Ronald Deibert. Photographs
by the Canadian Press Images
/ Salvatore Sacco.
Ronald Deibert likes to refer to the laboratory he directs as the CSI of cyberspace.
Much like TV’s CSI, the Citizen Lab consists of specialists from several different fields of expertise. Founded by Deibert in 2001, the interdisciplinary initiative based at the University of Toronto’s Munk School of Global Affairs brings together political scientists, sociologists, computer scientists, engineers, graphic designers and security experts. The team’s objective is to promote global human rights by identifying cybersecurity threats, both state-sponsored and privately created.
“I’ve had a long-standing interest in information technology and security, and I wanted to do further empirical research into an area that I believed wasn’t being addressed,” says Deibert, 50, a husband and father of four who is also a political scientist and director of the Canada Centre for Global Security Studies at the university.
Among its many high-profile projects, Citizen Lab has provided the ammunition for digital rights groups to bring lawsuits on behalf of aggrieved parties. In February, the Electronic Frontier Foundation brought suit in the U.S. District Court for the District of Columbia against the Ethiopian government on behalf of an Ethiopian dissident living in the U.S. The dissident, identified under the pseudonym Kidane, had read a Citizen Lab report about how the Ethiopian government was using malware to target the computers of dissidents around the world and spy on them. Kidane gave the Citizen Lab his computer, alleging it contained the malware in question.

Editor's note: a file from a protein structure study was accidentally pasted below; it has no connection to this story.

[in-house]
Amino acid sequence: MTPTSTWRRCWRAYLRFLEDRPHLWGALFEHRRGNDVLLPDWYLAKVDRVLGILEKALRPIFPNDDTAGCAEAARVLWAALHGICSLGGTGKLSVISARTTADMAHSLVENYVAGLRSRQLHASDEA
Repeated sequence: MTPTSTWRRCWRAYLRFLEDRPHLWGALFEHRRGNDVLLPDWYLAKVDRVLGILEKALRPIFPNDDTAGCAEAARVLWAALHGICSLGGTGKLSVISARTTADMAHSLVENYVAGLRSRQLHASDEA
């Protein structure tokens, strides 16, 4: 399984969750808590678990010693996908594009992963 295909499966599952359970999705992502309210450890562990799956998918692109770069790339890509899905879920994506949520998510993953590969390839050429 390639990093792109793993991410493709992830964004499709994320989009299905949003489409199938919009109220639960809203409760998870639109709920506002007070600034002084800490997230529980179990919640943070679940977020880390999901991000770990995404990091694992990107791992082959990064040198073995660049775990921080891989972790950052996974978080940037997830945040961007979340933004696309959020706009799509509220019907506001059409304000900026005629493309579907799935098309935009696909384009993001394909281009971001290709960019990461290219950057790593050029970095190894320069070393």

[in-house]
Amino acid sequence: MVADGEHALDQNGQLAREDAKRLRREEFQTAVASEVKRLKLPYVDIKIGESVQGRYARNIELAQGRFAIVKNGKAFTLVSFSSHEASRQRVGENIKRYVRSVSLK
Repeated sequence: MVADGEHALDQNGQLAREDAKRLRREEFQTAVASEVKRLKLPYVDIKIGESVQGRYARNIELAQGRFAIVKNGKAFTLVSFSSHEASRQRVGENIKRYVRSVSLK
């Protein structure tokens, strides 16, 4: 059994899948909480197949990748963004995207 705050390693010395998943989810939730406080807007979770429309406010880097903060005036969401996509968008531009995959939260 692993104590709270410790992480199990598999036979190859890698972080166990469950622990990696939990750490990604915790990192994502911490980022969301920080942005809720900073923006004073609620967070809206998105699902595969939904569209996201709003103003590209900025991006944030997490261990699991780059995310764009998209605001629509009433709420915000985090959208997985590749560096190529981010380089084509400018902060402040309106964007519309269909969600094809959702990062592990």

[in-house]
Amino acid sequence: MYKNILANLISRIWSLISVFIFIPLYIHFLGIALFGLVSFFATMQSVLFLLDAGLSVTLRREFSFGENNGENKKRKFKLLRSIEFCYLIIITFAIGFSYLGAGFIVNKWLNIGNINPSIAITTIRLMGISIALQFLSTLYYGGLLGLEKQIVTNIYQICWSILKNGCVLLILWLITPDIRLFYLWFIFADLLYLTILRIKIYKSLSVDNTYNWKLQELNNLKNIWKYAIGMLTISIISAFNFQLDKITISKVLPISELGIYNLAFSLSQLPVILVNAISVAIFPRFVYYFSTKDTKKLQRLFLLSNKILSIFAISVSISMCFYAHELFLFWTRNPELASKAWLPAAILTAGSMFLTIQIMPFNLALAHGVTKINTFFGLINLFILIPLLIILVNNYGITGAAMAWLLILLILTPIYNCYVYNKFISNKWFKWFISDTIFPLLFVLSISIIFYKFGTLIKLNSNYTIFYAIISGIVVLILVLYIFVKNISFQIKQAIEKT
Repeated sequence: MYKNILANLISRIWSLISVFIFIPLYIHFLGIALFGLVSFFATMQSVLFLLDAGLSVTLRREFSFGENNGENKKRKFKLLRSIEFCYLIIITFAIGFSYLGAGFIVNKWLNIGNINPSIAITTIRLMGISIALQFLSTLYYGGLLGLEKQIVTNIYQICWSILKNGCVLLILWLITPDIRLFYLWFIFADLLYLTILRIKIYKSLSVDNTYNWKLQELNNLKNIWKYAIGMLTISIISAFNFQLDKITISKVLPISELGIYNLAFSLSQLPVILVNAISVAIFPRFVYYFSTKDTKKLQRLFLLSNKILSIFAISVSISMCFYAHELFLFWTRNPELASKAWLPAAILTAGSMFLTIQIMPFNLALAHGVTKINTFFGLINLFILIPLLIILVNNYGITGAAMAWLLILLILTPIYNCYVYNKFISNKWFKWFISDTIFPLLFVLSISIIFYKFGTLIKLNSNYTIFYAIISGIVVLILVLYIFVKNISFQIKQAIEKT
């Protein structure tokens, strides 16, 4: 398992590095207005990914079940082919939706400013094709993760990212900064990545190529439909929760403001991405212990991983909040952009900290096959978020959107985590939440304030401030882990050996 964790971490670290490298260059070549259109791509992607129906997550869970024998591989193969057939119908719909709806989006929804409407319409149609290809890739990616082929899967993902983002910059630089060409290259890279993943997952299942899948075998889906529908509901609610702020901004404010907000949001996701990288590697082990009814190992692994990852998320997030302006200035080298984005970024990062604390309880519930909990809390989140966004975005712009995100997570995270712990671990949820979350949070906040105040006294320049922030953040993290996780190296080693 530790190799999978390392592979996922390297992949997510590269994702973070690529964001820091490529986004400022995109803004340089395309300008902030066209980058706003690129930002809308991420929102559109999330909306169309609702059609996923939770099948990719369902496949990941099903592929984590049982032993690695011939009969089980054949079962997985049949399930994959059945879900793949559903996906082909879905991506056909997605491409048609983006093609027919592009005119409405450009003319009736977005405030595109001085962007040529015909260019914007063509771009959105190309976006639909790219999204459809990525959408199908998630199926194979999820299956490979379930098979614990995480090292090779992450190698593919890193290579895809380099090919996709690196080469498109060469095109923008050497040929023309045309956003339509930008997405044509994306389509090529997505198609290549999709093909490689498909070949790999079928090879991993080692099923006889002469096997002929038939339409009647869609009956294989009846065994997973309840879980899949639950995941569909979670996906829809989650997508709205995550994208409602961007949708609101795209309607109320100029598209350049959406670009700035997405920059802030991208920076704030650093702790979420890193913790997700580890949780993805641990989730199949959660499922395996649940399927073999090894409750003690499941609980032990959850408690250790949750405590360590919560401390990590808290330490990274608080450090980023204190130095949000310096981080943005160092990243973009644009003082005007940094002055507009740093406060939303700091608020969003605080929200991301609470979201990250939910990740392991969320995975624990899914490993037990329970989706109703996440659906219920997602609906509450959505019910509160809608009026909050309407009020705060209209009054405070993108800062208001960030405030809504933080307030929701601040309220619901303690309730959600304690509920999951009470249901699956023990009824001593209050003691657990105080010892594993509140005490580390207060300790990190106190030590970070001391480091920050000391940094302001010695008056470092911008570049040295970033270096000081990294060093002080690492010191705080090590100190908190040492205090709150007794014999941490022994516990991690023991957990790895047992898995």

“EFF has a pretty large tech staff, and we have a number of technologists,” says EFF global policy analyst Eva Galperin, who has worked with the Citizen Lab on several projects, including a report on Syria’s malware use. “However, unlike Citizen Lab, we don’t have people who can reverse-engineer malware because it’s a very specialized skill.”
Deibert says the competition for information is the latest geopolitical struggle, and various states (and nonstate actors) are looking for an edge.
But, he argues, that competition often comes at the expense of human rights. For instance, members of the Dalai Lama’s office approached the Citizen Lab in 2009 because they suspected they were being spied on.
“We took it on as a research project and wiretapped their computers with consent,” Deibert says. “We then analyzed it in our labs and were able to see everything the hackers were doing.” That sting operation led to the exposure of GhostNet, a sophisticated surveillance ring based in China. (The Chinese government adamantly denied having any involvement with GhostNet.)
The Citizen Lab followed up with another bust one year later, exposing the Shadow Network, which had pilfered a large cache of classified military, security and diplomatic documents from India.
Keeping hold of a talented team, with the skills to stay a step ahead of hackers, is a key concern for Deibert these days.
“Citizen Lab is not the type of organization that can compete on salary level with the private security industry or even the government,” says Deibert. “What we can provide is the excitement of working on the most cutting-edge issues while helping the cause of human rights.”